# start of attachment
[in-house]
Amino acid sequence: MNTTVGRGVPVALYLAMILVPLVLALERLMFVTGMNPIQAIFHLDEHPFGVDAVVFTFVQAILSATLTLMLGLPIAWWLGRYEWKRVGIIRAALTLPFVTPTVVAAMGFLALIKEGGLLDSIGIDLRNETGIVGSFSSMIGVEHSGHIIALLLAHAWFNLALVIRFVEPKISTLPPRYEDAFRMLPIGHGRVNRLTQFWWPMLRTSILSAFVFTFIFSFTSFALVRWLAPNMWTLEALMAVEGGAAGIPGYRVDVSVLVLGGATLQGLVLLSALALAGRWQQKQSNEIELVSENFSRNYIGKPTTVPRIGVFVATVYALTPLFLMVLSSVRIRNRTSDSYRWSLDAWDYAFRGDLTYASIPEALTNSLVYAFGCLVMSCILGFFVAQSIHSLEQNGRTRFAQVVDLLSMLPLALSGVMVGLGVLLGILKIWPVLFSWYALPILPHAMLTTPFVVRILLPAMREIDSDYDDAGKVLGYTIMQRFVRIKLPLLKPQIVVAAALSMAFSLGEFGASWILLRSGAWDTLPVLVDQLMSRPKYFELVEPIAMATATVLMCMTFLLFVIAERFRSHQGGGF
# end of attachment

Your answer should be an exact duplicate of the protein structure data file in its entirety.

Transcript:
[in-house]
Amino acid sequence: MNTTVGRGVPVALYLAMILVPLVLALERLMFVTGMNPIQAIFHLDEHPFGVDAVVFTFVQAILSATLTLMLGLPIAWWLGRYEWKRVGIIRAALTLPFVTPTVVAAMGFLALIKEGGLLDSIGIDLRNETGIVGSFSSMIGVEHSGHIIALLLAHAWFNLALVIRFVEPKISTLPPRYEDAFRMLPIGHGRVNRLTQFWWPMLRTSILSAFVFTFIFSFTSFALVRWLAPNMWTLEALMAVEGGAAGIPGYRVDVSVLVLGGATLQGLVLLSALALAGRWQQKQSNEIELVSENFSRNYIGKPTTVPRIGVFVATVYALTPLFLMVLSSVRIRNRTSDSYRWSLDAWDYAFRGDLTYASIPEALTNSLVYAFGCLVMSCILGFFVAQSIHSLEQNGRTRFAQVVDLLSMLPLALSGVMVGLGVLLGILKIWPVLFSWYALPILPHAMLTTPFVVRILLPAMREIDSDYDDAGKVLGYTIMQRFVRIKLPLLKPQIVVAAALSMAFSLGEFGASWILLRSGAWDTLPVLVDQLMSRPKYFELVEPIAMATATVLMCMTFLLFVIAERFRSHQGGGF